Belgium Flips the Food Pyramid

What big muscles they must have!

By Ethan L. Johns
October 10, 2017

Image: Vlaams Instituut Gezond Leven

After the American USDA’s disastrous 2005 attempt to revamp and incorporate exercise into the original 1992 food pyramid (what did it even mean?!), in 2011 the organization decided to switch tacks, introducing the MyPlate guidelines, which dumped the pyramid in favor of a more visual, portion-themed infographic. Last month in Belgium, the Vlaams Instituut Gezond Leven (the Flemish Institute for Healthy Living) took a different approach to nutritional reform: it turned the pyramid on its head.

From 2005, the guidelines of the Food and Agriculture Organization of the UN (FAO) for the Flemish community featured a pyramid similar to the American one from 1992, with the addition of water (including coffee, tea and sugar-free drinks) below the grains, and exercise reminders (30 minutes per day) below the water. Last month’s alterations don’t change much in terms of the content of the pyramid, but psychologically they attack from a different angle.

Instead of a pyramid that is built up, with sweets and fats acting as the capstone—the crowning achievement—the pyramid is inverted so that it forms a funnel. Water takes the top rung (because it’s the most important, seeing as the human body is more than half water). It then narrows slightly to encourage lots of dark green fruit and veggie consumption, before narrowing again to show fish, dairy and poultry. At the bottom, with a slow-your-butt-down-orange background, is butter and red meat. It’s almost like the food version of Botticelli’s illustrations for Dante’s Divine Comedy, with each layer becoming more sinful and delicious as the pyramid descends. How European.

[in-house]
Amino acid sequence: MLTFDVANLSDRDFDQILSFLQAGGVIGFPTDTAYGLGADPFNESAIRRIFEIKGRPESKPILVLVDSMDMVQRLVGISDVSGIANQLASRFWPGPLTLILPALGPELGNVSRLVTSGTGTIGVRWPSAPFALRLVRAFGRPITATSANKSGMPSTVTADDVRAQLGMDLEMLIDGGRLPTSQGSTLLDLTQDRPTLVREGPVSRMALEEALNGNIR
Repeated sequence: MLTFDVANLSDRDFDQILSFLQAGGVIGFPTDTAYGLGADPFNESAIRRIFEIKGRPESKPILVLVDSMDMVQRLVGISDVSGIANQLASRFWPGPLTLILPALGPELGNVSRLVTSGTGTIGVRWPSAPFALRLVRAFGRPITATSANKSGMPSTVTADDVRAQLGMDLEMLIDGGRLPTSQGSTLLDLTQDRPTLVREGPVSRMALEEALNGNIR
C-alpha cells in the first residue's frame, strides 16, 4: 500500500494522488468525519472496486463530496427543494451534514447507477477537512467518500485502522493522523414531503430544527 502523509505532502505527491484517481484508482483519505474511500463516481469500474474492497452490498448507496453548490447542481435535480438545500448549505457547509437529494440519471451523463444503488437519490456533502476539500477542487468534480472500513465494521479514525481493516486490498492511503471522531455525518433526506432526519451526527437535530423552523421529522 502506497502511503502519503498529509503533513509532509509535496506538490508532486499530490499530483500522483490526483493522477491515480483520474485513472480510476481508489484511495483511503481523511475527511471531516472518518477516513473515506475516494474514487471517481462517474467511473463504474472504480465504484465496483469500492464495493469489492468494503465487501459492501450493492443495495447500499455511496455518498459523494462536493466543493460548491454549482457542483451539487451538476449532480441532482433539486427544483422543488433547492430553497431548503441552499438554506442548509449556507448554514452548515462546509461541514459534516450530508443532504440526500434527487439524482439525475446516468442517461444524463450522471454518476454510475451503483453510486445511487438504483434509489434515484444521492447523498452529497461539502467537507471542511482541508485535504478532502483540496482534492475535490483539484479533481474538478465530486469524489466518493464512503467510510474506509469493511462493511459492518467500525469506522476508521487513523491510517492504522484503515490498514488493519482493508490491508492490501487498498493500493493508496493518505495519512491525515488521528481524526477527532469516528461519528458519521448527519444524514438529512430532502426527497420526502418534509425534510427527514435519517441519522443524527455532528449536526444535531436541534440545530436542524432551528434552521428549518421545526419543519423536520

Left off the pyramid entirely are the real not-so-good-for-you foods, including pizza (*sob*), booze (*slurred sob*), and even bacon (*extra-crispy sob*). Follow whichever guidelines you please, but please don’t take our bacon…

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About Ethan L. Johns

Ethan is the Food News Writer at Genius Kitchen. An expert on the Parisian bistrot, he likes bitters and salted butters, and is no fan of dessert unless it's made with fruit. His hobbies include reading up on the history of borscht and attempting to roll perfect couscous by hand. Twits & Instagram @EthanLJohns